From: Asmus Freytag (firstname.lastname@example.org)
Date: Wed Jan 27 2010 - 01:15:31 CST
On 1/26/2010 10:20 PM, Werner LEMBERG wrote:
>> Well I would hardly doubt the Fraktur will get a revival. Even
>> though everybody can read it (albeit slowly), in the worst case it
>> is associated with Nazis,
> You are aware that the Nazis have forbidden the use of Fraktur (in
> 1941), calling them `Schwabacher Judenletter'? This is probably the
> main reason Fraktur is out of use today in Germany: After the war,
> most of the printing machines lacked Fraktur fonts, and this fact
> simply became the standard...
Actually, independent and in spite of the other aspects of their
ideology, it strikes me that
they were not necessarily backward-looking. In other words, they were quite
open to technological progress and continued some of the developments of
the 20s that were considered progressive at the time.
My sense is that the underlying motivation for the switch away from Fraktur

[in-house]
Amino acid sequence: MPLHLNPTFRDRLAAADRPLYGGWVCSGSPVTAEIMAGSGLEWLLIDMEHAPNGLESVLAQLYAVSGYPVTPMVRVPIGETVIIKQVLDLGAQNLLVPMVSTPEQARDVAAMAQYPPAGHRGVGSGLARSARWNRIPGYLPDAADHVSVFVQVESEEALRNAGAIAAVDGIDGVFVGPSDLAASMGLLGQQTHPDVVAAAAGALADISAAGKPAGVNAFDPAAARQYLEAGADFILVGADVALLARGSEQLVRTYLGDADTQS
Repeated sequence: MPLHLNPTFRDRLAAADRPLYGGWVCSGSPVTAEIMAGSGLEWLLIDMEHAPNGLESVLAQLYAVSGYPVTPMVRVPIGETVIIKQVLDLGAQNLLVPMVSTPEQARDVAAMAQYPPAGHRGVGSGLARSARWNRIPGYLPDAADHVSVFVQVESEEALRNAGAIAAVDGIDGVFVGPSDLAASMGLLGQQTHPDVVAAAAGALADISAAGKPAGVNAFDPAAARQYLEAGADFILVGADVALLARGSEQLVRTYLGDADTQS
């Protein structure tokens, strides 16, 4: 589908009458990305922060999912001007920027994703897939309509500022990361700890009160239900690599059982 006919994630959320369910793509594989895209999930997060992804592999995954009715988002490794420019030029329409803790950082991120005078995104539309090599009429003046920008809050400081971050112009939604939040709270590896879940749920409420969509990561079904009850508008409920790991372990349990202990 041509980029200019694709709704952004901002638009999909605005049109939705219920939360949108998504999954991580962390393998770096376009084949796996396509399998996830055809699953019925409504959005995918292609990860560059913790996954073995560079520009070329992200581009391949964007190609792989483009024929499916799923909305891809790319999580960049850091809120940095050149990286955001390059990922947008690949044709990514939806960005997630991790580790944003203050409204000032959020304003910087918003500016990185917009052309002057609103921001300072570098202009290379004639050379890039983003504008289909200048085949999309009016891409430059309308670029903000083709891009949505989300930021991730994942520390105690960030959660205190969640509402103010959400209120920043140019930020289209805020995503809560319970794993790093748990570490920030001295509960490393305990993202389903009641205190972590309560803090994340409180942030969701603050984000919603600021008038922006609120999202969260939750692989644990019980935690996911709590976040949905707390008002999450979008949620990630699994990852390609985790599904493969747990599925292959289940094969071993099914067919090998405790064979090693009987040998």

were the forces of economic and technological integration and competition
among industrialized countries, the early 20th century fore-runner of
We, today, experience Fraktur as an interesting cultural museum piece,
but are glad we don't have to live in the museum. I suspect that many
people at that time also were happy to leave the museum.
If that was indeed the case, then the Nazis were not the cause of
that development away from having a peculiar local typographic style,
rather they gave it their usual rationalization and coopted it.
In other areas, in the arts, in architecture, the culture had moved on
decisively to leave the 19th century behind (Jugendstil, Bauhaus).
None of these were really compatible with the somewhat medieval
feel of Fraktur. (My interpretation).
Anyway, I base my interpretation about the causes for these developments
on lengthy discussions with an artist who lived through the turn from
19th to 20th century. Among other things she vividly described to me
was the sense of esthetic "unclogging" she experienced when the
frilly/overstuffed designs of the 19th century gave way to the
forerunners of modern designs. That's what makes me suspect that
40 years later, the sense that Fraktur was becoming a museum piece
must have begun to strike a wider chord in the population.
OK, enough fun with speculation!
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